3. Start gathering.
Most Transition groups get started by offering some simple events designed to get people thinking about these ideas. Many groups here in L.A. started with awareness-raising movie nights. These are really easy events to do, because the movie does a lot for you. Decide on a film. Personally, I prefer to use films which offer potential solutions, rather than all-gloom about the problems. Publicize your event (more at #5 below). We coach new initiators that the film is the excuse to gather people, but the real point of the event is on connecting the circle of people. Thus, when the lights go on, start a community discussion. Get your local people talking with each other about these paradigm-shaking ideas. How do you do this? All of the ideas in the green boxes in The Transition Handbook are great. In the early days of Transition Los Angeles, I used many of these exercises verbatim out of the book. (More ideas)
Our Transiton South Bay LA group didn’t use movies as the gathering point, at least not right away. They started in a coffee shop. Their initiator publicized that she would be at a particular coffee shop at a specified date and time, and people could join in. Over a period of months, a group of like-minded people formed, and from there they branched out into occasional movies and other events.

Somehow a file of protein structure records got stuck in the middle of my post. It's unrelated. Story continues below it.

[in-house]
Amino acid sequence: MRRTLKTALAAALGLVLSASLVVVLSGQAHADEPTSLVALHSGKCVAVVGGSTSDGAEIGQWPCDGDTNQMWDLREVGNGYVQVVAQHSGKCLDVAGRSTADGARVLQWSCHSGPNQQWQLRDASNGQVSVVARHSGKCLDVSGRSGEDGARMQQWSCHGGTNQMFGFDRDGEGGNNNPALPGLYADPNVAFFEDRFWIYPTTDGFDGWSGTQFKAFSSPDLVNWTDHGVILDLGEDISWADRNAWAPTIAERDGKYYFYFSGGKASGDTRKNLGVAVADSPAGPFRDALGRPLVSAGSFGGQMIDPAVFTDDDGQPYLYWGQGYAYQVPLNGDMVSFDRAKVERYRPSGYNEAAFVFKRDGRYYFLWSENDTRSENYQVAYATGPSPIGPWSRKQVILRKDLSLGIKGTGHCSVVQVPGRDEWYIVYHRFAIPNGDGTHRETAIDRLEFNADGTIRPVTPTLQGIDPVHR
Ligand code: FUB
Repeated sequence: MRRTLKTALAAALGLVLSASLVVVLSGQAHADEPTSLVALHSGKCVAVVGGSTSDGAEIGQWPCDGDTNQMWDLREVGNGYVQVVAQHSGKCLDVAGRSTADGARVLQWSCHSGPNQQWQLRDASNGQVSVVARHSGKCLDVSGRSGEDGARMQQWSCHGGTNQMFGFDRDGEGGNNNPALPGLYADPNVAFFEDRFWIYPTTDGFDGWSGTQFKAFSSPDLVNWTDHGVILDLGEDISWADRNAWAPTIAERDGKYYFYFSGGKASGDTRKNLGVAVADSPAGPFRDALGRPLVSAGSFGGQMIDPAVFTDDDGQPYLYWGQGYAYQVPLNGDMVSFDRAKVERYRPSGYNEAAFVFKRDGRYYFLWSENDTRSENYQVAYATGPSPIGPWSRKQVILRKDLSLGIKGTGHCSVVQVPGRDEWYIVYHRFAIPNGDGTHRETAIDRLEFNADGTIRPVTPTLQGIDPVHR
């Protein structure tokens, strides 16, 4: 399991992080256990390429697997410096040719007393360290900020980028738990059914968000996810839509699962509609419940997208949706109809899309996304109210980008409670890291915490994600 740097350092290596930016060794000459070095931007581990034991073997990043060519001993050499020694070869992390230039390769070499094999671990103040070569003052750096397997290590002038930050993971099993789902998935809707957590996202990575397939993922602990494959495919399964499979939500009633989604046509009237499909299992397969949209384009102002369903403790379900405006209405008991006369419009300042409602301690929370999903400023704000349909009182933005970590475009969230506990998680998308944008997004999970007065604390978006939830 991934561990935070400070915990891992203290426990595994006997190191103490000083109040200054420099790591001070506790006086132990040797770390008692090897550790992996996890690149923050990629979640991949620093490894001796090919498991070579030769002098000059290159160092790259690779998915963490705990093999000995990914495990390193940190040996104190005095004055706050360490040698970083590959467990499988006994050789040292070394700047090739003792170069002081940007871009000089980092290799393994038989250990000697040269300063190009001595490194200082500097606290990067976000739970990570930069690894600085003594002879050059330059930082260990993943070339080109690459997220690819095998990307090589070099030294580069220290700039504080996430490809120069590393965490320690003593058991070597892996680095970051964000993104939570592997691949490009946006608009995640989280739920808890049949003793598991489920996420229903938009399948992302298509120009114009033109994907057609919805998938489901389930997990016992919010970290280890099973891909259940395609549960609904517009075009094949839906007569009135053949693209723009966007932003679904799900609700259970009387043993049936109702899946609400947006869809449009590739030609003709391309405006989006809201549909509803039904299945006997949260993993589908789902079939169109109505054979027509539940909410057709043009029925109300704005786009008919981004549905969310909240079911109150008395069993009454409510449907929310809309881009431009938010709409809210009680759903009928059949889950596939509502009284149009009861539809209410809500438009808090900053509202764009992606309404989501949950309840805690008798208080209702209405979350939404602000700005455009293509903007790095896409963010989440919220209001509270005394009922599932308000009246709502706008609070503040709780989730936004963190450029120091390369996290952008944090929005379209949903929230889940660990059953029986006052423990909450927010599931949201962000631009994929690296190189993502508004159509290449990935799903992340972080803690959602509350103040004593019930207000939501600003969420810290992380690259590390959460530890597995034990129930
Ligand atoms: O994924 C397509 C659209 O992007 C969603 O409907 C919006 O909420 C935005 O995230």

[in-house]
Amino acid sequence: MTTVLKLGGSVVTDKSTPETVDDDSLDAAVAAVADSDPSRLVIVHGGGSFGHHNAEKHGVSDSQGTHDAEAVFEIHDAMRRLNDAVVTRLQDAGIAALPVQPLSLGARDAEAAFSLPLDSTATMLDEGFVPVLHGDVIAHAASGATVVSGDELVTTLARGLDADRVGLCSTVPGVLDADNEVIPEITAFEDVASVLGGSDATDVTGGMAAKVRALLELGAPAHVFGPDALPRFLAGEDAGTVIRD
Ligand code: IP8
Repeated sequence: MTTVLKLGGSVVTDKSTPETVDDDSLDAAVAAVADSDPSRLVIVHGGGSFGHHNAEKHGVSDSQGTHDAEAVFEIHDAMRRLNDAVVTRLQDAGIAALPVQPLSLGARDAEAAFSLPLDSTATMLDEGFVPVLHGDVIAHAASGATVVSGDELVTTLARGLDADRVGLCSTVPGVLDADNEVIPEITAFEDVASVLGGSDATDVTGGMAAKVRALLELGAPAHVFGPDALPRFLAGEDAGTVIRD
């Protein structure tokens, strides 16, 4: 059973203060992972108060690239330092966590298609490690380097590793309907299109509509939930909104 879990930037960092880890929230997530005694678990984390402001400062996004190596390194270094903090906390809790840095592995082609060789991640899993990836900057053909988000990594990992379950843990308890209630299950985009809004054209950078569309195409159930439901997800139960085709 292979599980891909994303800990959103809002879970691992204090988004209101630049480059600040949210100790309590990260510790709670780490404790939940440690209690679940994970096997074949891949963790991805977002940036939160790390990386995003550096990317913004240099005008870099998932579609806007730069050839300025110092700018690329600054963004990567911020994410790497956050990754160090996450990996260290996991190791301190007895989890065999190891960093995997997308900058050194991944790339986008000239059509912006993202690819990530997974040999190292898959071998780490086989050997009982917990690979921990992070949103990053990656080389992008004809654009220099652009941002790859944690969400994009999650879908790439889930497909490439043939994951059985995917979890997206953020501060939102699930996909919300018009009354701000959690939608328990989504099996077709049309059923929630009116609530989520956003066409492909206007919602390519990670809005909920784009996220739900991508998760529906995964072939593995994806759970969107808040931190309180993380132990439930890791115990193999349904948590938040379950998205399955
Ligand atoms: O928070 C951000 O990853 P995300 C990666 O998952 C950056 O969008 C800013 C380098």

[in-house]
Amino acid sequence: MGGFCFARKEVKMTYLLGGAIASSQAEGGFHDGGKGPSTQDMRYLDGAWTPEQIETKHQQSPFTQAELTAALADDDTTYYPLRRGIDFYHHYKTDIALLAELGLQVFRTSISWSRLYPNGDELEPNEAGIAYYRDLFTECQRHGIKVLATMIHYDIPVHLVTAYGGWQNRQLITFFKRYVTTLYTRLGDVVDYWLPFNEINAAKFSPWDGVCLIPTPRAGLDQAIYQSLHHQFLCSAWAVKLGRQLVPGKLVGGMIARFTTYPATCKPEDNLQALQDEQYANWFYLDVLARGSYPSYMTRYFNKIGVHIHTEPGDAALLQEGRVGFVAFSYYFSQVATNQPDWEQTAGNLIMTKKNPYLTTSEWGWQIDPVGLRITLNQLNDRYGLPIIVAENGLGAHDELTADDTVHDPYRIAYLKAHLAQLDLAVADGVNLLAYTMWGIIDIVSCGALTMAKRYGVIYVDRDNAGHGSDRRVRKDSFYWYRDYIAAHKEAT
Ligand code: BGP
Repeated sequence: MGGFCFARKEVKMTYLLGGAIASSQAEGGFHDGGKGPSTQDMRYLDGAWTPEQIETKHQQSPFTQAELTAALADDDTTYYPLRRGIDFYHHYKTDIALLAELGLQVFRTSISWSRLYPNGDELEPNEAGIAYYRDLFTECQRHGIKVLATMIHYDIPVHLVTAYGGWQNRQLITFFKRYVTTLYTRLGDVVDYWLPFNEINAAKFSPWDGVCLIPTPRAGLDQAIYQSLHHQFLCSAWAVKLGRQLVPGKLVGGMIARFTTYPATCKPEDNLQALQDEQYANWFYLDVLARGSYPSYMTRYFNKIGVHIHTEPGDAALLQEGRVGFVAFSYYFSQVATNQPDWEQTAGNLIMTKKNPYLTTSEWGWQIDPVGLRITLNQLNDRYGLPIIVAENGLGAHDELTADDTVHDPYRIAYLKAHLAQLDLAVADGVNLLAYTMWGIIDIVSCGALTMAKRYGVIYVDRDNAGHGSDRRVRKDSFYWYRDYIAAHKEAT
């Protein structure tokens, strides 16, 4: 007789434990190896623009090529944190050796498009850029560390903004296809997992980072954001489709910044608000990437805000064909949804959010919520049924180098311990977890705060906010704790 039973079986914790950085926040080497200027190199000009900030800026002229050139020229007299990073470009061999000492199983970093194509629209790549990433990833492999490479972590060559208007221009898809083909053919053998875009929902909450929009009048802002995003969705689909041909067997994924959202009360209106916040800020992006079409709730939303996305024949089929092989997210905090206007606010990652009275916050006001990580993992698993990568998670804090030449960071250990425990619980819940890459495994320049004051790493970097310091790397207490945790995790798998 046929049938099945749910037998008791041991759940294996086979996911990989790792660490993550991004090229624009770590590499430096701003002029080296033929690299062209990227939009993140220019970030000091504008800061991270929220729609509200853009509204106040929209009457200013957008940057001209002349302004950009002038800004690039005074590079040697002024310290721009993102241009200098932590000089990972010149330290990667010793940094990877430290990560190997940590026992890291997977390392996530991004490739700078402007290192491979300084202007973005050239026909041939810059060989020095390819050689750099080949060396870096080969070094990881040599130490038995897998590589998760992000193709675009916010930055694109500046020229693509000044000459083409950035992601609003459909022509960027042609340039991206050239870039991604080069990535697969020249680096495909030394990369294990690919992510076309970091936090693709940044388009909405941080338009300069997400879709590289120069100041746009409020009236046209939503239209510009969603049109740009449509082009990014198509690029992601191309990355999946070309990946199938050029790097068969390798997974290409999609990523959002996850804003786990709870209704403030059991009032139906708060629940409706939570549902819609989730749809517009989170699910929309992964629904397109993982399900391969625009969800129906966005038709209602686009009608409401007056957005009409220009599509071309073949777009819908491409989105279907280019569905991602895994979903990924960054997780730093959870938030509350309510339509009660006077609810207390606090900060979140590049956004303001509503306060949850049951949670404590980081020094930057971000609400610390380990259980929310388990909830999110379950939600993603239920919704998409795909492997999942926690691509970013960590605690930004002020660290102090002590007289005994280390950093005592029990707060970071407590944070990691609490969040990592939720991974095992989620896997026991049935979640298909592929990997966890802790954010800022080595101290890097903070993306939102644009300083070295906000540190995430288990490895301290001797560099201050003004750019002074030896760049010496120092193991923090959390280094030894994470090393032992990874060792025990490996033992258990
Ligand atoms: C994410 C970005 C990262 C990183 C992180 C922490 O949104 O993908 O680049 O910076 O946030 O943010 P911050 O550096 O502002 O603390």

What kinds of events should you start with? That depends on who you are as an individual. One of the basic concepts within the Transition approach is that people will offer to the community from what they are passionate about. If you’re a gardener, start with gardening topics — you might teach others how to grow food. If you’re a bicyclist, start there. Offer a local bike ride, or a hands-on bike repair workshop. Allow your creativity to roam. We set up our first seed swap because I had never been to one and thought it would be fun. Last night someone proposed starting a neighborhood work group because she needed help personally. What would you like to see happen? That is the best place to begin.
In our first days in my local neighborhood, we designed events such that they would be successful if only 5 people showed up. We kept our expectations small and simple. We didn’t invite in big-name speakers who would expect to present to a huge crowd (or expect a fee). That way we weren’t disappointed if few participants showed up, and we were thrilled beyond words when many came.
Once you start, never break the chain. At each meeting, already have the next meeting’s date and topic planned. Perhaps even have a printed flier to hand out. We learned this the hard way: One of our local groups had built up to nearly 50 followers, then broke the chain of meetings and took a full year or more to get the group energy rolling again. Never breaking the chain means that even as you’re preparing for your current meeting, you’ve already planned the next one, and you’re formulating ideas for the one that is two out. You always want to be able to announce “see you next time when we’ll be talking about … (and bring a friend!)”